Improving Cooperation with Your Preschooler
You are over-the-moon excited to find out that you are going to have a sweet little baby; then, all of a sudden, he or she turns three, four or five years old and has a mind of his or her own! What happened to that sweet little child? How do you cope? How do you get your preschooler to cooperate?
We would like to share what we have learned through our work at St. Pius X Children’s Center and through the many continuing education classes that we have attended over the years. With a teaching staff that has collectively over 160 years of early-childhood education experience, we have come up with a few “tricks” of saying what you want in a different way that will help you gain your preschooler’s cooperation.
First, make sure that you say, “Look at my eyes, so I know that you are listening.” Then try wording your requests for cooperation by following the examples below.
- Instead of saying: Put on your jacket.
- Try saying: Are you going to put on your jacket by the front door or in the kitchen?
- Instead of: Drink your milk.
- Try: Do you want half of a glass of milk or a whole glass today?
- Instead of: You have five minutes, and then we’re leaving.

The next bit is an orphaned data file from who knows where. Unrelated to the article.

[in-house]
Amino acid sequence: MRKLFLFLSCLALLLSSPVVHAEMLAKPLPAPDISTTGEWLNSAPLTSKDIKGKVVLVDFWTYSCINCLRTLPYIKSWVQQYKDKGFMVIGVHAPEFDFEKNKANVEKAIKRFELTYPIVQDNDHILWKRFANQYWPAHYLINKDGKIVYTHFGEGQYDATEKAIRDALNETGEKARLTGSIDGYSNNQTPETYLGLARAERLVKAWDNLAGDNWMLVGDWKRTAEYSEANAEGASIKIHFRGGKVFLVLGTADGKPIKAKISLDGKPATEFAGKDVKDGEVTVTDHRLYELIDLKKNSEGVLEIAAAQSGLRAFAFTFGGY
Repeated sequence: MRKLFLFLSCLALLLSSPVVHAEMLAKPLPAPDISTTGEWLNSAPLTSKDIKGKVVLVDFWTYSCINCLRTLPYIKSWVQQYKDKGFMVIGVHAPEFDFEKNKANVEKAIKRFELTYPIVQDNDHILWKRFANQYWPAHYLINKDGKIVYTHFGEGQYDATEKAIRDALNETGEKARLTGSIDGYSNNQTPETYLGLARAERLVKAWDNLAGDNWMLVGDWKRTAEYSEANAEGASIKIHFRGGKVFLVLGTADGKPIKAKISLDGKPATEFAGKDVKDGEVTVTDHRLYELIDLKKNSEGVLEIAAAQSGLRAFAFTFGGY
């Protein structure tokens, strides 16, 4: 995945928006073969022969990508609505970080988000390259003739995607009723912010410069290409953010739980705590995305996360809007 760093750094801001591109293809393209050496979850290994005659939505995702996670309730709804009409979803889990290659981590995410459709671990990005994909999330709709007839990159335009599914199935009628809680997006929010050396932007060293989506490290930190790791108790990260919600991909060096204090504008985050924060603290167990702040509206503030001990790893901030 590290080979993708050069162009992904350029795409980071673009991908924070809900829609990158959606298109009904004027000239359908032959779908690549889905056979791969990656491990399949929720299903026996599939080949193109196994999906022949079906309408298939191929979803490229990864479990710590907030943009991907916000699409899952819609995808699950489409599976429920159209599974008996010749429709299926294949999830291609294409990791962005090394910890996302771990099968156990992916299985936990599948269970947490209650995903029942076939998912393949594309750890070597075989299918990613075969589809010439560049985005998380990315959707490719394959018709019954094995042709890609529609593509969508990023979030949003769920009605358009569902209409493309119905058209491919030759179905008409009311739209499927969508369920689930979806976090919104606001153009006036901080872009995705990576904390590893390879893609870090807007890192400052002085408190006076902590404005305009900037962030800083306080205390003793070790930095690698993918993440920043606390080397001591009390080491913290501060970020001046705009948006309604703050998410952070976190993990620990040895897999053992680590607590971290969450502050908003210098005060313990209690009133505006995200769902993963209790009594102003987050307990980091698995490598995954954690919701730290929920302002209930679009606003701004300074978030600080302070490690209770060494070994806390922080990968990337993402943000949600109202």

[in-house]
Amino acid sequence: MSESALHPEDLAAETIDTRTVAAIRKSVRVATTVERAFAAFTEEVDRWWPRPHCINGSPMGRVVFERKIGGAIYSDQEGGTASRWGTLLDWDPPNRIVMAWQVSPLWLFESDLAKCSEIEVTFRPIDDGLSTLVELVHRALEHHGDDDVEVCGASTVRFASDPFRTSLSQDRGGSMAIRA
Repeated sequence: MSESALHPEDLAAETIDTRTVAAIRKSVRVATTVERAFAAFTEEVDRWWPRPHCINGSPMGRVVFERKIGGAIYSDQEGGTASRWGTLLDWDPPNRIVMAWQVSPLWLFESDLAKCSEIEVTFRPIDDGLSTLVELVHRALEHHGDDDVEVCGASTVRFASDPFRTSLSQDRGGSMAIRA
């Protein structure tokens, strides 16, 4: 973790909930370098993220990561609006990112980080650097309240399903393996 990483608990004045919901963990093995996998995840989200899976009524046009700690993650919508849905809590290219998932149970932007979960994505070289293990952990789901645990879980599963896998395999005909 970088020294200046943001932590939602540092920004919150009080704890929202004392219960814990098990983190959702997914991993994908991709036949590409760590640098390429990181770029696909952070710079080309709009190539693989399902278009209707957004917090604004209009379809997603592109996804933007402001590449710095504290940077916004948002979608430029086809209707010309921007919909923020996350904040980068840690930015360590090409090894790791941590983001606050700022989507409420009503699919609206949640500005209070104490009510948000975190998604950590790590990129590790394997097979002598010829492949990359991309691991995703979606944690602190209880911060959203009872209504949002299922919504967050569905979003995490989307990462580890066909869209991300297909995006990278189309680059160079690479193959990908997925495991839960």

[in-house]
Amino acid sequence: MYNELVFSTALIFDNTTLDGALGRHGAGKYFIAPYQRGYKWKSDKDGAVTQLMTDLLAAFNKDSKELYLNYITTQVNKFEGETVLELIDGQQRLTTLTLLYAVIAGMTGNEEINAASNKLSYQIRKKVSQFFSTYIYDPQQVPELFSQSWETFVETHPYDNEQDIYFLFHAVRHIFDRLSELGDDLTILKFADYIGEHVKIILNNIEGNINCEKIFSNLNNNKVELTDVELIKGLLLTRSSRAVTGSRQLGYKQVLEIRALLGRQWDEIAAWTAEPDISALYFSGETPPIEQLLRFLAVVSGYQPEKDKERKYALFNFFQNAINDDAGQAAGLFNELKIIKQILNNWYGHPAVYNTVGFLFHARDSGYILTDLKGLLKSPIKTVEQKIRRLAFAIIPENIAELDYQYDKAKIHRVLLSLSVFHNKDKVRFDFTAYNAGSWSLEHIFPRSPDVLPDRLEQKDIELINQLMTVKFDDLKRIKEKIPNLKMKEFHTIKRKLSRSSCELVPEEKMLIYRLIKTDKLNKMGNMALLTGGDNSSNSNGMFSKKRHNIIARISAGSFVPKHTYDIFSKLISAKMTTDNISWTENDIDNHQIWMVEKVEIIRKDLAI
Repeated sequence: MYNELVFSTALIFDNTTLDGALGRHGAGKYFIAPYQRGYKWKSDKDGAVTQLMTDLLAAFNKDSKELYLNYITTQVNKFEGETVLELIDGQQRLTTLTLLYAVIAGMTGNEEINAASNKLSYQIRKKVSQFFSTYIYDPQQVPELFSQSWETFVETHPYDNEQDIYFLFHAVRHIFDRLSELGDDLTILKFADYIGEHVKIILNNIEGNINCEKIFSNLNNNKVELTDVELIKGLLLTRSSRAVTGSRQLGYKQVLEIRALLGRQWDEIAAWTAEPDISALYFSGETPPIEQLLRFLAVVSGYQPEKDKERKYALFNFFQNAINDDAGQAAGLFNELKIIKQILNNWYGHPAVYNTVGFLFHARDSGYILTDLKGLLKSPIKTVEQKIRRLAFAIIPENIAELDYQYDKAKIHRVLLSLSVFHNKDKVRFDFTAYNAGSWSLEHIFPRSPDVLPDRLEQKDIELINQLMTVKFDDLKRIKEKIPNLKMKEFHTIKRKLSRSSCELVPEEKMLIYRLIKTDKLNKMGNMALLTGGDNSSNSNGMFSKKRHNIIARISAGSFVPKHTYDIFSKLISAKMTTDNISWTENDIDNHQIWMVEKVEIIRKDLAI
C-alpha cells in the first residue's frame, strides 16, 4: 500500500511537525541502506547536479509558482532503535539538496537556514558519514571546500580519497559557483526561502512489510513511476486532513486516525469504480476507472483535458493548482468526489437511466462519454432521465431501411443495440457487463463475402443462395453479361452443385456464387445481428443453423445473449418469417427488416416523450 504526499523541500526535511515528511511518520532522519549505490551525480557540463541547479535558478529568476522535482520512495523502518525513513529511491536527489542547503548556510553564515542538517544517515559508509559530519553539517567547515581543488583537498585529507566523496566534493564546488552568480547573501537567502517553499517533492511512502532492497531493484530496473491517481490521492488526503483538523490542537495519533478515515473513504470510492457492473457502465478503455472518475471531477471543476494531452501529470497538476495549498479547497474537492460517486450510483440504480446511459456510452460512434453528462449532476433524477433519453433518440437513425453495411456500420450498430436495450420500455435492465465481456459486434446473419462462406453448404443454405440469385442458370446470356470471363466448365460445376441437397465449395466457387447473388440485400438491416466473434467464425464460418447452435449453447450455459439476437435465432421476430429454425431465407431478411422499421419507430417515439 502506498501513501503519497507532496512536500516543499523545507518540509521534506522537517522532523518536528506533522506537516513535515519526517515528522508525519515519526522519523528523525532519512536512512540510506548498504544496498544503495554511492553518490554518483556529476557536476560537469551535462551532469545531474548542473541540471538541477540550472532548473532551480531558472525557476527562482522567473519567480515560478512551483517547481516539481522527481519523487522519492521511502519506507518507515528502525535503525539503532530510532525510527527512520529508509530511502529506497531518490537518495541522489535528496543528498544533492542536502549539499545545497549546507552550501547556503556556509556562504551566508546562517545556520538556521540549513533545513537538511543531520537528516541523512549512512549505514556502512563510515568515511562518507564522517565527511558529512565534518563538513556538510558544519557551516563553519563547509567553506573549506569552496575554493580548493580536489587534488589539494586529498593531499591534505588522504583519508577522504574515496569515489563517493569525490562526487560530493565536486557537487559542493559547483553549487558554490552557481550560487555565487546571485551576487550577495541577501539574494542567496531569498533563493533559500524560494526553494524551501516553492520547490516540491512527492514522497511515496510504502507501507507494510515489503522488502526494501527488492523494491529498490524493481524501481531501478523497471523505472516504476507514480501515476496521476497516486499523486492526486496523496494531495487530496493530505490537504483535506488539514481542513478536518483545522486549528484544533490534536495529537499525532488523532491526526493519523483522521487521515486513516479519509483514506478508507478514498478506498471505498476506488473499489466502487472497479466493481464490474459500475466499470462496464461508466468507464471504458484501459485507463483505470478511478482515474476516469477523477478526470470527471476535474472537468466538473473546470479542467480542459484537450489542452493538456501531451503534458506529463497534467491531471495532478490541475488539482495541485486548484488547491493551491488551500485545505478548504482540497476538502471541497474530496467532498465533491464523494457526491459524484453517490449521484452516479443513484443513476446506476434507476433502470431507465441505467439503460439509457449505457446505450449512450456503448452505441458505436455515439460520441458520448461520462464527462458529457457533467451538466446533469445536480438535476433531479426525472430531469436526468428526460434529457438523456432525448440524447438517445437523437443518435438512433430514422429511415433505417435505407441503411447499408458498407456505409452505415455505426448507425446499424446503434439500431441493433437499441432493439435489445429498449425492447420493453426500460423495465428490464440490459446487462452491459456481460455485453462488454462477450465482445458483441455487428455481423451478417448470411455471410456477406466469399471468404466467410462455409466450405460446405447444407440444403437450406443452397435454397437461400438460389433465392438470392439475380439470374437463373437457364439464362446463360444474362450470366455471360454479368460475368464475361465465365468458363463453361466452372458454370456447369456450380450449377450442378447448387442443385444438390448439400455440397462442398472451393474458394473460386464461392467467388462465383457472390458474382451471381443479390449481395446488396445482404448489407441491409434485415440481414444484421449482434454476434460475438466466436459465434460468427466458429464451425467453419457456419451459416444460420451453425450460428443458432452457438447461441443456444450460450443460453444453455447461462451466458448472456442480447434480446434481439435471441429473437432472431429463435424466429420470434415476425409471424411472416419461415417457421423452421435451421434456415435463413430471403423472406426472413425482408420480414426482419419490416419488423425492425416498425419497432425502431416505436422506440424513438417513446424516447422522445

- Try: We’re leaving in five minutes. Do you want to go down the slide three more times or would you like to swing before we go?
- Instead of: You need to practice your piano.
- Try: What’s going to work best for you this evening: practicing piano before or after dinner?
- Instead of: Eat your green beans.
- Try, before sitting down: Do you want six beans or ten for dinner?
- Instead of: Oh, stop crying—that didn’t hurt.
- Try: That must have frightened you. You’ll stop crying now. Let’s get a cold cloth.
- Instead of: Stop jumping on the sofa!
- Try: Sofas are for sitting quietly. Make a good choice now, or the sofa will be closed to you today.
These tricks do not work all of the time, but you can be spared some moments of grief if you think about “wording” what you want differently. Good Luck!